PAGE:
Associate Professor of Middle Eastern Studies
Office: S-308 Callaway Center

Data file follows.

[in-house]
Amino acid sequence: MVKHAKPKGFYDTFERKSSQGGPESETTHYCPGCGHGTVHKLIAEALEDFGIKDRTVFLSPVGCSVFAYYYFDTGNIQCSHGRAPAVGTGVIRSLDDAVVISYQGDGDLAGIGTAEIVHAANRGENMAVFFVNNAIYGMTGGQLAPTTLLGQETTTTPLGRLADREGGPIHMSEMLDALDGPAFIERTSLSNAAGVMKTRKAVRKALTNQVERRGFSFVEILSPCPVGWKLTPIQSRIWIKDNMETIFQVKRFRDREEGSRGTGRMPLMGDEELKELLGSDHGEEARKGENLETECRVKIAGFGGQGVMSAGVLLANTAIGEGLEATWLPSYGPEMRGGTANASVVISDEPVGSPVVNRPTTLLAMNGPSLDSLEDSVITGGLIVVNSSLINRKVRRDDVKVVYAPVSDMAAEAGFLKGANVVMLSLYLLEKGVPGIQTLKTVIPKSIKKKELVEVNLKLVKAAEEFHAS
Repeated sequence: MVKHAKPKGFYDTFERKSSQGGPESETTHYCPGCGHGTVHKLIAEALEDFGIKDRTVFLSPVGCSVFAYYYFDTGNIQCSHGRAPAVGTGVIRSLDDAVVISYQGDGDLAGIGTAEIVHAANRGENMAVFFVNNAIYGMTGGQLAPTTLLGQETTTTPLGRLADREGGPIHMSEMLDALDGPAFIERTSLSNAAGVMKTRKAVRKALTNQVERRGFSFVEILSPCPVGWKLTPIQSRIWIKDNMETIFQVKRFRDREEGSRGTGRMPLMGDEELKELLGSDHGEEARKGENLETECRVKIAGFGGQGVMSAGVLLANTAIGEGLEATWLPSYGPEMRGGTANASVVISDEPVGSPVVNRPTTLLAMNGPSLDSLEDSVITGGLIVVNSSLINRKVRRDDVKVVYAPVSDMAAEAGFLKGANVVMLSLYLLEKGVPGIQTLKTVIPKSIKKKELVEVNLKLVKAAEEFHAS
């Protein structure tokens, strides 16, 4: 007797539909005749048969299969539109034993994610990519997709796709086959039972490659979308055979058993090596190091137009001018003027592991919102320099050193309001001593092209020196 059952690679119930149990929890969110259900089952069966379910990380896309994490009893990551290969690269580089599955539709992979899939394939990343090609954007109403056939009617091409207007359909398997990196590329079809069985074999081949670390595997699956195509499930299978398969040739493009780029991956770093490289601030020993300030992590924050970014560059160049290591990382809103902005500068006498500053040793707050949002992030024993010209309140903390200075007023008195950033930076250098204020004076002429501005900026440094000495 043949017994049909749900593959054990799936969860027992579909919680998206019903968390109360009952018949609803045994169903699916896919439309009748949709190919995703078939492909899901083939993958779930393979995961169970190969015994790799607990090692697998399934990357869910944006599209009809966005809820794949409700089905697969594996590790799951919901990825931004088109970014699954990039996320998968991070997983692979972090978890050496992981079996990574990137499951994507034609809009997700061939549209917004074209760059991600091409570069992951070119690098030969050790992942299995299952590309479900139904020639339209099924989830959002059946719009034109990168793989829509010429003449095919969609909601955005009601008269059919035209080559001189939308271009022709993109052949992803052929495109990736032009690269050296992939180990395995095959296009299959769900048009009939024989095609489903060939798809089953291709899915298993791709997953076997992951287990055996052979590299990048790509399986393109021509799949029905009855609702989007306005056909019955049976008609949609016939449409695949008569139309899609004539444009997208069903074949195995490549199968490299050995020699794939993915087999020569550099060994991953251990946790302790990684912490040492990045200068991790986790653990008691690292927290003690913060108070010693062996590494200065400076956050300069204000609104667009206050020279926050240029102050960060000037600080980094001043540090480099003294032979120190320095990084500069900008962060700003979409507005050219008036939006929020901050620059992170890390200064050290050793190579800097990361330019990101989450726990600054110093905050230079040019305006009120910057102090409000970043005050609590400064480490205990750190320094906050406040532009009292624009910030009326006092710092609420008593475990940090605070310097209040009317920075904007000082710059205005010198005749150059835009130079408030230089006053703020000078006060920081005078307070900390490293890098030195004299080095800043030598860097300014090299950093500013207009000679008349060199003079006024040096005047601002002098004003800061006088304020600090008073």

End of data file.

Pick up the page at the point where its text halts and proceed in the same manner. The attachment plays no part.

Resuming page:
Roxani Eleni Margariti began teaching at Emory in 2002 and was promoted to Associate Professor in 2008. She was educated in England (BA in Western Asiatic Archaeology from University College of London), and the United States (MA in Nautical Archaeology at Texas A&M University, 1998; PhD in Near Eastern Studies at Princeton University, 2002). Her research interests include Middle Eastern social and economic history, maritime history and archaeology, material culture, and urban studies. She has participated in numerous archaeological excavations and surveys in England, Greece, Turkey, Oman and the UAE, and has served as assistant to the Curator of Islamic and East Asian Coins and Medals at the American Numismatic Society in New York, and as senior assistant and editor of medieval Judeo-Arabic manuscripts at Princeton University's S.D. Goitein Laboratory for Geniza Research. At Emory, she teaches a variety of courses, including introductory courses on Middle Eastern history and civilization and specialized seminar courses on medieval Middle Eastern history, travel literature and material culture. Her first book, entitled Aden and the Indian Ocean Trade: 150 Years in the Life of a Medieval Arabian Port (Chapel Hill, NC: University of North Carolina Press, 2007) is a study of urban topography and commercial institutions at the Yemeni port from the 11th to the 13th century. She is co-editor of two volumes of collected essays: Histories of the Middle East: Studies in Economy, Society and Law in Honor of A.L. Udovitch (Leiden: Brill, 2010) with Adam Sabra and Petra Sijpesteijn; and Jews, Christians and Muslims in Medieval and Early Modern Times: A Festschrift in Honor of Mark R. Cohen (Leiden: Brill, 2014) with Arnold Franklin, Marina Rustow and Uriel Simonsohn. Her current research focuses on islands, insularity and the biography of the Dahlak archipelago in the Southern Red Sea through medieval and early modern times. She is also working on the social history of the Fethiye Cami (Conquest Mosque) in the Roman Agora in Athens.